Aaron was staring out his office window in Chicago, the rain beating down in vicious sheets. He sighed heavily. The one time I leave the umbrella in the car, he thought. Of course, the car was in the parking garage almost a block away. Much cheaper on the company to pay for those lots than in the large high rise the headquarters occupied. It was nearly six thirty, it had been pouring for an hour and showed no signs of slowing by the time he'd have to leave after this last print finished in, what the computer told him, would be another 44 minutes.
Gates was late at the office yet again working on his pet project. Although he oversaw the direction and vision of the company, he liked to still keep a finger in the pie that was R & D. He was hard at work at making the first fully efficient and commonly available conductive filament for 3D printing. Other filaments existed on the market, and they could work, just not without adding some resistance to circuits. Aaron envisioned rapid prototyping of circuit boards themselves, the process of which had been figured out to a degree for repeatable, industrial applications, but not with flexibility and availability in mind. He believed he was almost finished with the project. This was trial 137, as recorded by the tally marks in his little black notebook that sat in his pocket. He was very close, he was sure, and now he was even more hungry for success.
44 minutes later, Aaron used a small lab spatula to remove the print: a copper coil encased in a special, flexible polymer filament. The thought was to make something that could be easily tested in a variety of ways to determine how close the filament was to 'traditional' copper wiring. He inspected the coil carefully, making sure that there were no fidelity issues with it; a habit that had become somewhat superfluous as the quality of his machines gradually improved, but an old one that was hard to break. Happy with the structure, Aaron pocketed the coil and gathered his things.
As Aaron rode the elevator down to the first floor, he pulled out the coil to admire and play with it. He turned it in his hands, pulled it, twisted it and otherwise contorted it. It was flexible like copper wiring, but the special black casement filament caused it to gradually bounce back to its original shape. Honestly, the casement served more for amusement than for practicality. Once in the lobby, Aaron bade the building receptionist good night and braced himself as he exited the revolving door, thunder shaking the building.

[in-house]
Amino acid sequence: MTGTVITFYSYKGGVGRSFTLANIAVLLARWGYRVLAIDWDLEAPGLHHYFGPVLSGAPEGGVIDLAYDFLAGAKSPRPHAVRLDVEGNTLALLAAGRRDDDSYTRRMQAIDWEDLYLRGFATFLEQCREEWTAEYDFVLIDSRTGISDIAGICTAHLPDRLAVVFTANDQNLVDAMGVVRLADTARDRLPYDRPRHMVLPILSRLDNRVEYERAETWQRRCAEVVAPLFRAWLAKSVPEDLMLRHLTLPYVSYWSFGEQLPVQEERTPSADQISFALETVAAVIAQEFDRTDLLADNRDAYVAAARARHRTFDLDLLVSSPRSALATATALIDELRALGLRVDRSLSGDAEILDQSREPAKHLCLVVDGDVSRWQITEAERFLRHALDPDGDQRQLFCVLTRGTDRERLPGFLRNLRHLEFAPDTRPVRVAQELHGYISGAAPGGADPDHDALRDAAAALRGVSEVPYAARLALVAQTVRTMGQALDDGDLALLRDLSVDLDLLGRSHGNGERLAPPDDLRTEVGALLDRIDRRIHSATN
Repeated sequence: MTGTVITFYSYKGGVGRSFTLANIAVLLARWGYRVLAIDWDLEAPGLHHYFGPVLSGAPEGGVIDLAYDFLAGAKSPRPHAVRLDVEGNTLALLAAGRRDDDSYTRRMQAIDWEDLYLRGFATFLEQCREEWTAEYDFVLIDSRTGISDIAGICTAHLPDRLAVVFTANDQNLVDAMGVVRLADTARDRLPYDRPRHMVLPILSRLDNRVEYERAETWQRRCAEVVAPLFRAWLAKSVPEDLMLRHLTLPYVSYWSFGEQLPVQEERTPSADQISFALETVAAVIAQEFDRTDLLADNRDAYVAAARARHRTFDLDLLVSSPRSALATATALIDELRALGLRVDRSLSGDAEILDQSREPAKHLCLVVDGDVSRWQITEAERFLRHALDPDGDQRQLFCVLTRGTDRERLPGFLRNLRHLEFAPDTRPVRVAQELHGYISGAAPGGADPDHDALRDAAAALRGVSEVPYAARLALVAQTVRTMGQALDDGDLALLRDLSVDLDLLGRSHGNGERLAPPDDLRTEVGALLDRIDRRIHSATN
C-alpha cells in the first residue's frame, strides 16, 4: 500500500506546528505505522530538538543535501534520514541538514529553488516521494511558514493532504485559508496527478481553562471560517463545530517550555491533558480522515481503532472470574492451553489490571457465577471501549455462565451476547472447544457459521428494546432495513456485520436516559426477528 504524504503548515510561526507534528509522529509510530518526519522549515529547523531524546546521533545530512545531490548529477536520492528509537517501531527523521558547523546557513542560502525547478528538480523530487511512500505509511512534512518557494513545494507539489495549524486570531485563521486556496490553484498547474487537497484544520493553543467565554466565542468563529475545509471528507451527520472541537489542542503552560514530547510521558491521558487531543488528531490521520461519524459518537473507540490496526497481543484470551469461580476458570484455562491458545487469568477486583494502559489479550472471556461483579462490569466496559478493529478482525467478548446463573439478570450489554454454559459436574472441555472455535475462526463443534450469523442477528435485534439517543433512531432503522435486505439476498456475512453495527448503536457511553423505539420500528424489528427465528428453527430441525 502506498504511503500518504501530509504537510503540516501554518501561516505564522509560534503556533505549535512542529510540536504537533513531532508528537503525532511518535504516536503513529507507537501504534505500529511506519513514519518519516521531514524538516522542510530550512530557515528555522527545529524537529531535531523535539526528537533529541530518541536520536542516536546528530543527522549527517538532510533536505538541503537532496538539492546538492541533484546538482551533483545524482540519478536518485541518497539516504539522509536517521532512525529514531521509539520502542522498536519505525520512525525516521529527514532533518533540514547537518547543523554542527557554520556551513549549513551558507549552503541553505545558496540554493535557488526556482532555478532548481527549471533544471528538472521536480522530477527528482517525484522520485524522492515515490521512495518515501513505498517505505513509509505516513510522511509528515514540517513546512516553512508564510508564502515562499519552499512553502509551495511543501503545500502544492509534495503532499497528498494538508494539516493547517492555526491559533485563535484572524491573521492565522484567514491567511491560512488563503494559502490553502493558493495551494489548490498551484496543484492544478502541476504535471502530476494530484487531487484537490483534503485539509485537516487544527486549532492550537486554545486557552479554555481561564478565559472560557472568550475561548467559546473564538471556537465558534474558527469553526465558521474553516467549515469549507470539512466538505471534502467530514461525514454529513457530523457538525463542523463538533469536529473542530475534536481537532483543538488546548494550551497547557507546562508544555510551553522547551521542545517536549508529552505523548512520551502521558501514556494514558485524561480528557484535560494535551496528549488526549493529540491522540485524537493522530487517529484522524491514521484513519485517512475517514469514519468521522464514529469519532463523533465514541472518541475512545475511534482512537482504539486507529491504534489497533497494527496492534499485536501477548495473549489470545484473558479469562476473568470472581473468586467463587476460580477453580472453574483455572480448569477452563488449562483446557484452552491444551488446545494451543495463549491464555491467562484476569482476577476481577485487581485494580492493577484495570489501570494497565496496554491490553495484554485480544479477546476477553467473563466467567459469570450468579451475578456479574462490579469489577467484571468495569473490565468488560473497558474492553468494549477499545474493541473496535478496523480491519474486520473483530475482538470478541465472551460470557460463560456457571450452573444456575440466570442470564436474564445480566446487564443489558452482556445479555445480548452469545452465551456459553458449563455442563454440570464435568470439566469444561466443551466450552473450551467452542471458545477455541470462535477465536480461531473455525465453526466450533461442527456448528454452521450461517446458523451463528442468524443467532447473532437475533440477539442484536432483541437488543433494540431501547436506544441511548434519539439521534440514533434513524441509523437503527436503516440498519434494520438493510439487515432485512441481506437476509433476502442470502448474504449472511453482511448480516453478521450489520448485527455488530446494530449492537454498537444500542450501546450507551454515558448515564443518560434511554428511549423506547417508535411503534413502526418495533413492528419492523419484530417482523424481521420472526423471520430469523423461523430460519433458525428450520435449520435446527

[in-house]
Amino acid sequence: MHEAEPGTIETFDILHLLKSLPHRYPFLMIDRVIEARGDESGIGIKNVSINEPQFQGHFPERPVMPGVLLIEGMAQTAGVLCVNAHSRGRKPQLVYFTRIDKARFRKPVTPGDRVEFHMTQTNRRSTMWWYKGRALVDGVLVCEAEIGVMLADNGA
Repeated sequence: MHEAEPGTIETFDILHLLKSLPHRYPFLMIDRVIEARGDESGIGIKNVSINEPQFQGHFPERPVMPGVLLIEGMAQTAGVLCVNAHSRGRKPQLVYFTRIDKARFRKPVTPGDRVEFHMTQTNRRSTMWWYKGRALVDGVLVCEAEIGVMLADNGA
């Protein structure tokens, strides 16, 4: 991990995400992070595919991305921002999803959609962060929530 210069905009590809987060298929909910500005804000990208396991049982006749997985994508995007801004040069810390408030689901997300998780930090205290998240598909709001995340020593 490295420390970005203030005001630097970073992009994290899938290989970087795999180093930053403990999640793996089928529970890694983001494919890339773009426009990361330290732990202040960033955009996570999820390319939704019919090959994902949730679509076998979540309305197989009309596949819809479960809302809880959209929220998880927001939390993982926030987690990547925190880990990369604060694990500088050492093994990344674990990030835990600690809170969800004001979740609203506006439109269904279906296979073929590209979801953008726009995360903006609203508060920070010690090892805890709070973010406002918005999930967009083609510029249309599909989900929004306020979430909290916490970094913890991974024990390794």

He trudged through the torrents towards his parking garage as the lightning seemed to be becoming more and more powerful and frequent, almost as if it was insisting on being heard and noted. Aaron rounded the corner and neared his parking garage, he pulled out his keys and fumbled with them as he dropped the coil. As he reached down and grasped the coil the ground seemed to almost erupt with energy and Aaron writhed with pain. A massive lightning bolt had struck him, the sound nearly deafening him as he crashed to the ground in agony. Then all went black...
Aaron awoke with a splitting headache in a dark space. He could feel the cold of stone as he lay there. Dully, he noted that he still had the coil in his hand, almost in a deathgrip, his keys looped around his curled index finger in the other hand. Slowly, he relaxed his hands and opened his eyes. A faint, yellow light and the echoing of voices emanated from his right. He slowly rose and shook his head lightly. Curiously, he didn't seem to be scorched, or battered in any manner, only his head hurt and the pounding was decreasing rapidly.
His first thought was to check his phone - no bars. He almost used it as a way to guide himself towards the voices, but he suddenly thought better of it. Torches. Stone. No signal. Wherever I am, I'm probably a long ways away from a charger. I may need my phone or the battery later, best to feel it out for a bit now rather than waste juice. He took his phone out of his pocket and removed the battery before replacing it and feeling his way to a wall and calling out. He listened for the voices to respond as he followed the wall towards them and greater light, continuing to hail them.